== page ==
Currently, Paul Hastings has about 50 of its lawyers working in-house for a variety of clients—twice the amount it had in 2008. Secondments—an arrangement where a firm loans out lawyers to work in-house for a client for a period of weeks, months, or even a year—aren’t new, but they are on the upswing. According to our 2011 Law Firm Leaders Survey, 78 percent of respondents said they used them, up from 70 percent in 2010 and 60 percent in 2009.
The increase began during the recession, when both firms and clients were forced to lay off attorneys or implement hiring freezes. Clients had gaps they needed to fill in their legal departments, and law firms had less work for associates, “so it became a mutually beneficial relationship,” says Kim Koopersmith, Akin Gump Strauss Hauer & Feld’s managing partner. But the benefits of secondments have kept the practice on the uptick, even in better economic times, she says. Over the past year, Akin Gump has sent out increased numbers of secondees—ten mid-to-senior-level associates—with placements in a variety of sectors, including health care and energy. Shook, Hardy & Bacon also increased its secondments last year, sending mid-to-senior-level associates, along with of counsel, to work with 11 different clients, including Philip Morris USA Inc., Bayer Corp. USA, and The Coca-Cola Company.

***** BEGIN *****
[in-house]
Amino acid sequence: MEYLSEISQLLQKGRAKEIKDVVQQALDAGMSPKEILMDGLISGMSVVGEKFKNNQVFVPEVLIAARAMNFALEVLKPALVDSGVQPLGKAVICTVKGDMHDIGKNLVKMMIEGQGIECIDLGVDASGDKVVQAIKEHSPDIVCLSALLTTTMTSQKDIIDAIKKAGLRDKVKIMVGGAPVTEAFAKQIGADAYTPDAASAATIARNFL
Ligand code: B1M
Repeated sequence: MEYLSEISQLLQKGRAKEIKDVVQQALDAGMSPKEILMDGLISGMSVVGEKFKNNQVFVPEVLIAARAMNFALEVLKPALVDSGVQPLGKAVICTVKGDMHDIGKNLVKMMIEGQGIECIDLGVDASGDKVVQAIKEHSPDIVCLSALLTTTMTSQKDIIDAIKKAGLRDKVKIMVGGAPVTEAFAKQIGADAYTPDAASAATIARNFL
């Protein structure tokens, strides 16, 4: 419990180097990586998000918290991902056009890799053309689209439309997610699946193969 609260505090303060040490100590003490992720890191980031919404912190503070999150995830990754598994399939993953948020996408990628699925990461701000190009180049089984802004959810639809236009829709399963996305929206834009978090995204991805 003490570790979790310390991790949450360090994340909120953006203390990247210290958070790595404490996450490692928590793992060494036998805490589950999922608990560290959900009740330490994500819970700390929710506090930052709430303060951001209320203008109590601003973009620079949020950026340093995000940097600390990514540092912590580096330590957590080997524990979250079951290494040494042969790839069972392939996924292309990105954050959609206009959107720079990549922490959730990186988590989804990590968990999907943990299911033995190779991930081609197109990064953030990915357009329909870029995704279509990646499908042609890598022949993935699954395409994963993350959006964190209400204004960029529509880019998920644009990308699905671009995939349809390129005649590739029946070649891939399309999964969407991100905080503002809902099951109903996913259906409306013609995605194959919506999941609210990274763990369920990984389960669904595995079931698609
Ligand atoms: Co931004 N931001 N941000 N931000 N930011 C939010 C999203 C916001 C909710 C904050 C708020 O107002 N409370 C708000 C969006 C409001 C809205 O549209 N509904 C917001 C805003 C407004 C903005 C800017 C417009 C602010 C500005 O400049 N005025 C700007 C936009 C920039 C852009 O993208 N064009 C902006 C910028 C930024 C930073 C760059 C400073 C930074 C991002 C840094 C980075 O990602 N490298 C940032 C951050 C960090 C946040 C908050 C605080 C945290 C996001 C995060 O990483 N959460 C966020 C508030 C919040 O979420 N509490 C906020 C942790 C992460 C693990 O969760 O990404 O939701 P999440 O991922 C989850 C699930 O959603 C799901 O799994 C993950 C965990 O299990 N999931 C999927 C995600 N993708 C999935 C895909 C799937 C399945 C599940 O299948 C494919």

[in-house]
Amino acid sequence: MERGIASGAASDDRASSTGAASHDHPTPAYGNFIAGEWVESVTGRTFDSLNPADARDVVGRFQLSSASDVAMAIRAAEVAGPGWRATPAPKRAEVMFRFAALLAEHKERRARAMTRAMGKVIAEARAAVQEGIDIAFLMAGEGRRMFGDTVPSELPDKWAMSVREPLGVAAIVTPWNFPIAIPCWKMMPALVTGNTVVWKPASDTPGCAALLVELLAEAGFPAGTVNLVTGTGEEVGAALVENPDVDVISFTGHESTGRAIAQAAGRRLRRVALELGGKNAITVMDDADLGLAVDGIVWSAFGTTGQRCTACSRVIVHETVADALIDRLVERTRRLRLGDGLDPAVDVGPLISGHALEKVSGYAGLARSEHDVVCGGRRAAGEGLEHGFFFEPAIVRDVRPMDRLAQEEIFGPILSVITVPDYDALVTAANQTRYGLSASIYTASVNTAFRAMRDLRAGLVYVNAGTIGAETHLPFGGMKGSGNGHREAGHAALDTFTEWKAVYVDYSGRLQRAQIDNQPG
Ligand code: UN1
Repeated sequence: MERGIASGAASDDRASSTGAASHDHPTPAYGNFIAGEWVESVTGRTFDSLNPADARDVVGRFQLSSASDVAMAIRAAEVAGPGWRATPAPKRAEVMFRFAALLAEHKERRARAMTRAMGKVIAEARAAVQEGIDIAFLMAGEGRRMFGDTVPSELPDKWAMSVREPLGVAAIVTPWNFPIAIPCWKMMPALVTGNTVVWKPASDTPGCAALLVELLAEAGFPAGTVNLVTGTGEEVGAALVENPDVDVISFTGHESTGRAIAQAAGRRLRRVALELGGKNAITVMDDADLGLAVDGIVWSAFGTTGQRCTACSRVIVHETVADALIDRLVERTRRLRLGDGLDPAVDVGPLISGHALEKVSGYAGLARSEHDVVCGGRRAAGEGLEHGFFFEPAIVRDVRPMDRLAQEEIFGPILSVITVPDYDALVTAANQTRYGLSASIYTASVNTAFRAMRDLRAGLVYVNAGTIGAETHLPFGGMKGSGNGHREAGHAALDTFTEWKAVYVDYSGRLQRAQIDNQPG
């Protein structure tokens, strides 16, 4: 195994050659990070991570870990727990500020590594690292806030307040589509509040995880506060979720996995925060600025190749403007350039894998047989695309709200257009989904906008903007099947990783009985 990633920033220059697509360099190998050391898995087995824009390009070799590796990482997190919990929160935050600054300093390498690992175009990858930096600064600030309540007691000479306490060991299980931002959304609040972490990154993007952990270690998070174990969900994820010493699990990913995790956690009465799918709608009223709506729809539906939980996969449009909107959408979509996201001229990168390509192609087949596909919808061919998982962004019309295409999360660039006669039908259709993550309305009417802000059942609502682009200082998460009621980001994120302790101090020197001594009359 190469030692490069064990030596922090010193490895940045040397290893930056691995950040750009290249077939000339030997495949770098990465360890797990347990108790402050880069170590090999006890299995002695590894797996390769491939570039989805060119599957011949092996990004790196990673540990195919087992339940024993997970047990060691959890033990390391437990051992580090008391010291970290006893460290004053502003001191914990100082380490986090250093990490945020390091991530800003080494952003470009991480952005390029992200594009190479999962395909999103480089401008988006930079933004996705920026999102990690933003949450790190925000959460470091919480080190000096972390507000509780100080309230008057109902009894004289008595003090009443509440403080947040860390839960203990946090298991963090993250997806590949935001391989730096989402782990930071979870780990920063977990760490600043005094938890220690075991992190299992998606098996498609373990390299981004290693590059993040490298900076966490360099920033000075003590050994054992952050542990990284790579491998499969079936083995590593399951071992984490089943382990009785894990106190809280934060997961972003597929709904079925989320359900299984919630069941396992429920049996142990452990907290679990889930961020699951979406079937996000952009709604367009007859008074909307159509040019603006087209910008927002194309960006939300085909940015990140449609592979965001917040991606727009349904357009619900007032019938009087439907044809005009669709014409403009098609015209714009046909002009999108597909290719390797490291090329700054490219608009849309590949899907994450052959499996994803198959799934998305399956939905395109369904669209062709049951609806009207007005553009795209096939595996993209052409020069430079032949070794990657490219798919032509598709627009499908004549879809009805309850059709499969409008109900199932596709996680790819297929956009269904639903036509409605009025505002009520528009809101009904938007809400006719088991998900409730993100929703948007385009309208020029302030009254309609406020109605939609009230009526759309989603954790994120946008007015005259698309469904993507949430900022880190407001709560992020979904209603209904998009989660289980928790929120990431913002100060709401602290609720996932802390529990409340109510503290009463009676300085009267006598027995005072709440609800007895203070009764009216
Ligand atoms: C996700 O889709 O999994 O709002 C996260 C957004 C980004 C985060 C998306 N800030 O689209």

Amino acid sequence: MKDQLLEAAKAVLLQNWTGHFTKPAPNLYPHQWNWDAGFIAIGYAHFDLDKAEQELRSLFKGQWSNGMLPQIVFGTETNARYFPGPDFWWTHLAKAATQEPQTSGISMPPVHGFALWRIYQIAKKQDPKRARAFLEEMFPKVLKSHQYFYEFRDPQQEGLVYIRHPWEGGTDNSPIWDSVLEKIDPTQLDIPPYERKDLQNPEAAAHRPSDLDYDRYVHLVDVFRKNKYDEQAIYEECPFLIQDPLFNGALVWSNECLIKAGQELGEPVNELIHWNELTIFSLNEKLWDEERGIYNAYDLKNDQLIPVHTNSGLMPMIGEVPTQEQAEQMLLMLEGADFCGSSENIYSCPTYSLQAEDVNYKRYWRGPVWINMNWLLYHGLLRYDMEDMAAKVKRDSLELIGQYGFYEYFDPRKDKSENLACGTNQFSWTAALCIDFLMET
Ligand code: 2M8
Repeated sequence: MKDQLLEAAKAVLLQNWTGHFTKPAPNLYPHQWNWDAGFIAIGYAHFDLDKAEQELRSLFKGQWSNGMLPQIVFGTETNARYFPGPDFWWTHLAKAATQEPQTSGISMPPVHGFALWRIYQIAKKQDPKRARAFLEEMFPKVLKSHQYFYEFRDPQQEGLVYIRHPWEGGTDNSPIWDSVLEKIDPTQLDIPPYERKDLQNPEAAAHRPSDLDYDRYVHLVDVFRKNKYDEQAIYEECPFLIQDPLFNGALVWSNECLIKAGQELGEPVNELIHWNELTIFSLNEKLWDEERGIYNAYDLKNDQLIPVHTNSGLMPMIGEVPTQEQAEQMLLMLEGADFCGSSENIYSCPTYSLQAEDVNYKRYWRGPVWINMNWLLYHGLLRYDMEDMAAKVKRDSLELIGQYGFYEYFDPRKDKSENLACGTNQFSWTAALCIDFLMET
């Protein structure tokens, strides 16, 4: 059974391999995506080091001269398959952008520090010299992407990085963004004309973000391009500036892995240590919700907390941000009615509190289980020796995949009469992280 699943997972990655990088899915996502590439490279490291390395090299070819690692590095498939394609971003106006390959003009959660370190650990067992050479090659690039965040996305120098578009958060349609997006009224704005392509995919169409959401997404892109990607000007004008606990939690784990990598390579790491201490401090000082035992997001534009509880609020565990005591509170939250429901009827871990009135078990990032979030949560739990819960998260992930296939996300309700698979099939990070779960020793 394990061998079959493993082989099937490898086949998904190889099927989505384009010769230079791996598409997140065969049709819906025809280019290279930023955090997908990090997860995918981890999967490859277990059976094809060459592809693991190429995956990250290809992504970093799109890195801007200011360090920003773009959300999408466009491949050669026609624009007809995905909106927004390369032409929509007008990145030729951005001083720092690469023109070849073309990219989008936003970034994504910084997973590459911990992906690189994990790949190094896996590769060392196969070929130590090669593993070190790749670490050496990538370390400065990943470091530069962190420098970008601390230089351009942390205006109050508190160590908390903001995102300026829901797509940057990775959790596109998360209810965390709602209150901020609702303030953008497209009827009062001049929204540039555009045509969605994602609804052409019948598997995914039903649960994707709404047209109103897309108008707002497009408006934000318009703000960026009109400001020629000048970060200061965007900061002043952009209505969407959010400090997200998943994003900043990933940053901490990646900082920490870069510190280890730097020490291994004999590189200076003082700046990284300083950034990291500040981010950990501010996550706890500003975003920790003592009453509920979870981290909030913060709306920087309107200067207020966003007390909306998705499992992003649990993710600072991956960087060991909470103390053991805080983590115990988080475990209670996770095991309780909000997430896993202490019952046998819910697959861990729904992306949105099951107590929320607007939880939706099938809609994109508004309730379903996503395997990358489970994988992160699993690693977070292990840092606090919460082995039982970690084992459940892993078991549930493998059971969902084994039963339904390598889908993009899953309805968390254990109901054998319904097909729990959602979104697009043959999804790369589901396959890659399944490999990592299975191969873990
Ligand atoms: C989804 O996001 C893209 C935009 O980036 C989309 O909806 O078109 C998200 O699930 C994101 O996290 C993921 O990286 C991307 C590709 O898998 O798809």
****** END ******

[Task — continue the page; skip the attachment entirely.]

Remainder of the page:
And it’s not just midlevels that are being seconded. Paul Hastings has started seconding partners as well. In October 2010, corporate partner Scott Saks became the firm’s first partner secondee and spent six months working at UBS AG. “We’ve done a lot of litigation for UBS,” says Saks, a partner since 2006. “But we wanted to really crack open the corporate side, and a secondment seemed to make sense to strengthen that relationship.”
Salary arrangements vary on a case-by-case basis, but the client is typically billed at cost or at a deep discount. “We probably did more [secondments] at a reduced rate [during the recession],” says Keith Wetmore, the chair of Morrison & Foerster, and a former secondee himself. Barclays Capital currently has ten secondees, including two from Paul Hastings, and has had a couple of partners seconded recently. The secondee relationships have gone so well that in some instances the bank has hired the lawyers permanently. “What could be a better connection between the firm and the client?” asks general counsel Kevin Genirs.
Paul Hastings’s Saks says that his time at UBS has resulted in increased corporate work from the bank. And other banking clients have taken note. “They know we’re taking leveraged finance very seriously, and now other investment banks are reaching out and asking, ‘Can we get a secondee?’ ” —Irene Plagianos